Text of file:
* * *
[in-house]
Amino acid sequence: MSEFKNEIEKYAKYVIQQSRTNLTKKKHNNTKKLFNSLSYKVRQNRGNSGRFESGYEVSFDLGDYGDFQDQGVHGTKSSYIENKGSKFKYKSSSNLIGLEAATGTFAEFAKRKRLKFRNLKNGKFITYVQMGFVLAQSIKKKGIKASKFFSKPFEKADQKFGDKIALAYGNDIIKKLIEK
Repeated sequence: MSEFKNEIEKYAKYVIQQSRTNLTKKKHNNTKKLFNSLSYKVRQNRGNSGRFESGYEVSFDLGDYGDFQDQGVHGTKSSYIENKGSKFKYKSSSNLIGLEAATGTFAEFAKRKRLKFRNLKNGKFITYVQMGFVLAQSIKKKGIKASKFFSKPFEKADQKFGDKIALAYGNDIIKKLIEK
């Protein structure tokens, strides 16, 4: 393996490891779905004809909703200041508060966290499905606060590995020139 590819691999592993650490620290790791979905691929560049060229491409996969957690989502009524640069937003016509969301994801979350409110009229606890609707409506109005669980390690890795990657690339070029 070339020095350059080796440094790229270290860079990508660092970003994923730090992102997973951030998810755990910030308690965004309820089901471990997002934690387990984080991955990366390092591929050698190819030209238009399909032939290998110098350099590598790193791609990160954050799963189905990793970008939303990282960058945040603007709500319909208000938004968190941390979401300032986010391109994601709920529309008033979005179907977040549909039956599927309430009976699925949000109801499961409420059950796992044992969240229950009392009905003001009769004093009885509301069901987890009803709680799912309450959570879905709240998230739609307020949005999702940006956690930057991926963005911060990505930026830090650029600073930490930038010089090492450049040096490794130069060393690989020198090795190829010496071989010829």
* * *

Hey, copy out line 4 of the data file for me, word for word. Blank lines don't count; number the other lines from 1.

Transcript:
């Protein structure tokens, strides 16, 4: 393996490891779905004809909703200041508060966290499905606060590995020139 590819691999592993650490620290790791979905691929560049060229491409996969957690989502009524640069937003016509969301994801979350409110009229606890609707409506109005669980390690890795990657690339070029 070339020095350059080796440094790229270290860079990508660092970003994923730090992102997973951030998810755990910030308690965004309820089901471990997002934690387990984080991955990366390092591929050698190819030209238009399909032939290998110098350099590598790193791609990160954050799963189905990793970008939303990282960058945040603007709500319909208000938004968190941390979401300032986010391109994601709920529309008033979005179907977040549909039956599927309430009976699925949000109801499961409420059950796992044992969240229950009392009905003001009769004093009885509301069901987890009803709680799912309450959570879905709240998230739609307020949005999702940006956690930057991926963005911060990505930026830090650029600073930490930038010089090492450049040096490794130069060393690989020198090795190829010496071989010829």